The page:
This only really matters if the artist's main style doesn't perfectly match your goals. For example, Scrap Princess (as far as I know) mostly works in the one distinctive style, but that was a perfect fit for TotSK

People who see themselves as comic artists tend to focus on one style, which is fantastic for comics but less ideal for general illustration commissions. Either you like that style or you don't. If you do, great. If you don't, you're probably not getting anything else.


Multiple Types of Composition

Some people only post characters or monsters or landscapes or 18th century woodwind instruments. This isn't ideal for RPG illustration work. I'd like to know, before hiring an artist, that they can handle the material in the brief. If the illustration calls for a figure with a background, or a scene with implied movement, or a bit of complex perspective trickery, will they be able to execute, or will this be entirely new to them?

If you hire a plumber to install a dishwasher, it's not a good sign if they say, "A dishwasher, eh? Haven't seen one of those before. Well, here goes nothing." 


Strong Fundamentals

I try to ignore colour and texture and focus on the lines. This makes sense since all my commissioned RPG work to date has been in greyscale, but it's also a good way of seeing if an artist really has a handle on fundamental techniques. Good colour work can cover up a bad sketch, but a good sketch is always a good sketch. Do they have that elusive magic quality that takes a mere drawing and turns it into art? I sure as hell don't, but I know it when I see it.

A Primarily SFW portfolio

The imaginary standard I use is "How awkward would it be to explain this to an agèd relative?" A series of nude charcoal studies? Trivial. A pin-up girl version of Anomalocaris? Difficult, but not a dealbreaker. Sonic and Luigi enjoying a ⬛⬛⬛⬛⬛⬛⬛⬛⬛⬛⬛ with ⬛⬛⬛⬛⬛⬛⬛⬛⬛⬛⬛⬛ in mashed potatoes, while ⬛⬛⬛⬛⬛⬛⬛⬛⬛⬛⬛⬛⬛⬛⬛⬛⬛ and a pink ⬛⬛⬛⬛⬛⬛ is... something I'd rather not explain to anyone. I regret even imagining it.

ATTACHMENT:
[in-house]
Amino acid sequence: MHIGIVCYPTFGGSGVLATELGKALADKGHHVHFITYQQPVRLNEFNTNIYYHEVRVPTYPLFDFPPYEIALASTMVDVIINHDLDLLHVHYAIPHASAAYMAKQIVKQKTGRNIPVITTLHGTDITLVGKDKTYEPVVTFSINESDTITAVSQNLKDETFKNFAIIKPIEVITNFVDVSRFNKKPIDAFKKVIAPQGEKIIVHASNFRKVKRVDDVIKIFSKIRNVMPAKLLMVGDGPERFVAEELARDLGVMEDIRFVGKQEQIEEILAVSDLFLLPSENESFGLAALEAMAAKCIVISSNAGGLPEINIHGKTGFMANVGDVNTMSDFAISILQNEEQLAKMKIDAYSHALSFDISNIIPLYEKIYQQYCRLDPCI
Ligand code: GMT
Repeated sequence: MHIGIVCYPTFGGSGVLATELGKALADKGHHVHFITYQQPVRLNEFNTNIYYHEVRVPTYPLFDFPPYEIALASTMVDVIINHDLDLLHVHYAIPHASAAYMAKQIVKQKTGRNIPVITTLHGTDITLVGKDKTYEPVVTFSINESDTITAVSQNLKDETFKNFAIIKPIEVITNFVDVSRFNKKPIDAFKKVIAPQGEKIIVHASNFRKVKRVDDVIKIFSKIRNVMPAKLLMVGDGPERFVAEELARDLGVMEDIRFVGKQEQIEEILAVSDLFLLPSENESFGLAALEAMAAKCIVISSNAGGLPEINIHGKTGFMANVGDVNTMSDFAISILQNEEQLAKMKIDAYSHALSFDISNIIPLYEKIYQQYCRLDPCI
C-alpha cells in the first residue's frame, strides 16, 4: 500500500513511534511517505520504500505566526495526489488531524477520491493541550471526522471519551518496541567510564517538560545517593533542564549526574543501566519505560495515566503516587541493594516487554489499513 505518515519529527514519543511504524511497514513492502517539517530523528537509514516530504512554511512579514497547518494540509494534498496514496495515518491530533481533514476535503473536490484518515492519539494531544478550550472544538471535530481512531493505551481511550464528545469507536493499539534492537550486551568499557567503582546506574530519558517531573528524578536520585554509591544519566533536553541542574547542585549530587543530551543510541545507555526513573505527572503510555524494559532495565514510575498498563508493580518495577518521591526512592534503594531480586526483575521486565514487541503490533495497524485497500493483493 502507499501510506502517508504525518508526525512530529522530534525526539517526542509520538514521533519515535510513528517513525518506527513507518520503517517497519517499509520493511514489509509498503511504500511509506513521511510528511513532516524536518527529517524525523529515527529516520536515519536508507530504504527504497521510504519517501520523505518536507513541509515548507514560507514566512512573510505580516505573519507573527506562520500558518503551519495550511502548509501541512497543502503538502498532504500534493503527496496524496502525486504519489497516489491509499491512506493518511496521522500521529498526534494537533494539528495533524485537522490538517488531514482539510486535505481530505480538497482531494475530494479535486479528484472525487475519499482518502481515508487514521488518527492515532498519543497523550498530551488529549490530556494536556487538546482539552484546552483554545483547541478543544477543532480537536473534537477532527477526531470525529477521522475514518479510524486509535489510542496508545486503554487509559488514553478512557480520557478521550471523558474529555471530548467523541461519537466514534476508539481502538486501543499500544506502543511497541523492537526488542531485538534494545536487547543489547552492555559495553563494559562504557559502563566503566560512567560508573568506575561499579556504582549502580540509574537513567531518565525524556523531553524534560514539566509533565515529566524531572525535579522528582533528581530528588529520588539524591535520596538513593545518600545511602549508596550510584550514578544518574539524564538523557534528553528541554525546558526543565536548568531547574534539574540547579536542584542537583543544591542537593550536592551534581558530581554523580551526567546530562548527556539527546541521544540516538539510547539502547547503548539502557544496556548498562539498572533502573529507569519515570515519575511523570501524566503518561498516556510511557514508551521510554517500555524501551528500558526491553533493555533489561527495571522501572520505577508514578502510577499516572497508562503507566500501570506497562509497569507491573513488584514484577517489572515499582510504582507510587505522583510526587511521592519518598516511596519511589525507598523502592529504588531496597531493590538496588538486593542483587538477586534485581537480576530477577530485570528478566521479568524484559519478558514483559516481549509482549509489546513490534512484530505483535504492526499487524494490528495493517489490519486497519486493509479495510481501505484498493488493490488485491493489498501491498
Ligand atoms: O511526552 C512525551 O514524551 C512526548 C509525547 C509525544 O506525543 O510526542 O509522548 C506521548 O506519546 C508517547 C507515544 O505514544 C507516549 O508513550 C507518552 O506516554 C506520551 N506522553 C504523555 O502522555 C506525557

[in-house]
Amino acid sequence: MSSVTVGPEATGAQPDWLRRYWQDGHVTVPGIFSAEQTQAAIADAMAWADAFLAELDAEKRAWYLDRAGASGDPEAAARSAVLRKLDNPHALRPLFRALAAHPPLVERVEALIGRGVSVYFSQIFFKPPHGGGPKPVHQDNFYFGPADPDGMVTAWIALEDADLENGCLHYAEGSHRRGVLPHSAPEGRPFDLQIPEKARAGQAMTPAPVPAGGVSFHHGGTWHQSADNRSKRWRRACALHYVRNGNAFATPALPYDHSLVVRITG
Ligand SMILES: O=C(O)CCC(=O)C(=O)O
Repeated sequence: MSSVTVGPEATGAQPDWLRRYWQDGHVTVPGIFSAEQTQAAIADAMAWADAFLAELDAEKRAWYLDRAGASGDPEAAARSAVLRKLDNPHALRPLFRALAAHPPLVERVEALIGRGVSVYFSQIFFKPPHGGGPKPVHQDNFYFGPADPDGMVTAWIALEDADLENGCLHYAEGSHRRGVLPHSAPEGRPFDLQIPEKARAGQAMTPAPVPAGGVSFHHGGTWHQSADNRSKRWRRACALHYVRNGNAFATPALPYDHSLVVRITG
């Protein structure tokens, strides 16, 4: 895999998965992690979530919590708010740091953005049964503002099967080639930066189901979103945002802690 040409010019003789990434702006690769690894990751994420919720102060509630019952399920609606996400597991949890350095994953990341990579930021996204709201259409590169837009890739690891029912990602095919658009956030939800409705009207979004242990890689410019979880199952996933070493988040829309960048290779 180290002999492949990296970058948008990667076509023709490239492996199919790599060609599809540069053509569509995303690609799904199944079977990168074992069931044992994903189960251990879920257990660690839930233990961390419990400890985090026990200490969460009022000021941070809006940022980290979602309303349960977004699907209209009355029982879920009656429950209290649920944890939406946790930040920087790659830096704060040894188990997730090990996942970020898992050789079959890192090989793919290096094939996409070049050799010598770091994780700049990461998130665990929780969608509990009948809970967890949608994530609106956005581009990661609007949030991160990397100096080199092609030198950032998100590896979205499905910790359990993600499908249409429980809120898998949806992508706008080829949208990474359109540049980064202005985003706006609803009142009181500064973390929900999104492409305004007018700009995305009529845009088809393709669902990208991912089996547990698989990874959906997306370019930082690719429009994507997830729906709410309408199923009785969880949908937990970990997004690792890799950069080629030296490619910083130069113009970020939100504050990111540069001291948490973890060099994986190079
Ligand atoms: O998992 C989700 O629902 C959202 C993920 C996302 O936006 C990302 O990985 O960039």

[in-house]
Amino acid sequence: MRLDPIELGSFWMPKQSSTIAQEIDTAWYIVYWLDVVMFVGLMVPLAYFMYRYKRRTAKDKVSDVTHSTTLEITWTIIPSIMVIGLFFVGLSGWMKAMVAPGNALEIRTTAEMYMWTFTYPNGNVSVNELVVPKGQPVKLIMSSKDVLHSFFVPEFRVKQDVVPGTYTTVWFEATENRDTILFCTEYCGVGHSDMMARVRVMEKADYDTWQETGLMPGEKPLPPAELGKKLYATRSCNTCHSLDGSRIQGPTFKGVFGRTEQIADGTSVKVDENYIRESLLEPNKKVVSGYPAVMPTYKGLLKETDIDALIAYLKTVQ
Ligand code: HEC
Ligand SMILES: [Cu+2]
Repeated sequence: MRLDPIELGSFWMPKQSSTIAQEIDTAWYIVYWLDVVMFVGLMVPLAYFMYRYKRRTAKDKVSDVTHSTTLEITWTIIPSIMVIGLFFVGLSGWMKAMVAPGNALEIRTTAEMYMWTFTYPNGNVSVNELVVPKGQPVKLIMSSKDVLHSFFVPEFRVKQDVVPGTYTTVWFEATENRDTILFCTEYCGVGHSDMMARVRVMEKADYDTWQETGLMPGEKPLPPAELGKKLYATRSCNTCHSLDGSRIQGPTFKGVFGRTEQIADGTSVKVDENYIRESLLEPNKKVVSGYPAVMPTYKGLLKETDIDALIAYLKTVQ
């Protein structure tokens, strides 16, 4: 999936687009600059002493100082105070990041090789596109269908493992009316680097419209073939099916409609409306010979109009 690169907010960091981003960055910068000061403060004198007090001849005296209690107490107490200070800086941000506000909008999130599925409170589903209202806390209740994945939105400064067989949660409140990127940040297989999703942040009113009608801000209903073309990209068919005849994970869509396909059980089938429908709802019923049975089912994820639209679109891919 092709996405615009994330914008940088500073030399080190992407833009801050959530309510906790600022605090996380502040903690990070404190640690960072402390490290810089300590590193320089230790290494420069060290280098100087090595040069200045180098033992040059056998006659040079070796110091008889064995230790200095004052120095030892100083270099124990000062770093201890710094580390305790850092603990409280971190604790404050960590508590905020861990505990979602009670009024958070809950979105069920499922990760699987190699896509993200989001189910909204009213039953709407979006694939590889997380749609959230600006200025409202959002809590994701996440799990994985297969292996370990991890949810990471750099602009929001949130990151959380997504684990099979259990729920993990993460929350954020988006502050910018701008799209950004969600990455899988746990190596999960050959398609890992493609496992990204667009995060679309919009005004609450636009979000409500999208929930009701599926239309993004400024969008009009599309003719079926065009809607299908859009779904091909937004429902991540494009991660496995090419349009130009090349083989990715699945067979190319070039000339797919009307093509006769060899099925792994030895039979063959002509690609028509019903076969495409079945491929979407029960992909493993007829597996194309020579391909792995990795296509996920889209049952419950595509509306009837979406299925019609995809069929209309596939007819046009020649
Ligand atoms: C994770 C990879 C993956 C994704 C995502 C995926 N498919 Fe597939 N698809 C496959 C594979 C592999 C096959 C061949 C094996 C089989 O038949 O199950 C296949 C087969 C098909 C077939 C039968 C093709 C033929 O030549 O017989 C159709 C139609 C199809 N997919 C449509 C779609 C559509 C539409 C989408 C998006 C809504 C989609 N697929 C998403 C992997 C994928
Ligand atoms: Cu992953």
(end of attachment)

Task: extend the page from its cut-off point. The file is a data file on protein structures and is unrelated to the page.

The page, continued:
If you do that sort of thing, it's probably best to keep a separate portfolio (and charge more money).

Some Degree of Professionalism

I don't care if an artist has never done commission work before or if they're a seasoned veteran with a ready-to-go price sheet and a half-dozen artbooks in print. I don't care if they're famous or obscure. I don't care if they have a full biography or if they're just an email address and a username. If the art's good, the art's good.

If an artist replies to the initial email say that they're not accepting commissions at the moment, they stay on the list. If there's no reply, I figure they're either too busy/wealthy/depressed for random RPG commissions, not active anymore, or have the wrong contact info on their site.

Seriously, if you do any kind of commission work, check your contact info on all sites and make sure it's up to date. Check your emails regularly. Check your spam box. Check direct messaging systems on social media; some of them don't provide obvious notifications of new messages.
Life happens. Art is hard. Brains are stupid. I try to plan around reasonable delays, but I'm a lot happier when I know about the delay.

So If I Do All That, You'll Hire Me?

Probably not, sorry. I'm extremely picky and I've got a list of artists already. Keep on doing whatever you're doing.

See Also:


  1. Huh. Well, the more you know. Interesting what you say about sketches, I've never thought about it that way.

    1. Yeah, I'm not sure this post is the good kind of insightful. "_That's_ how you do it?" :D
      Sketches are handy. Nowhere to hide.
      It's particularly important when I'm looking at artists who usually use heavy colour/shading and commissioning them for line/greyscale work.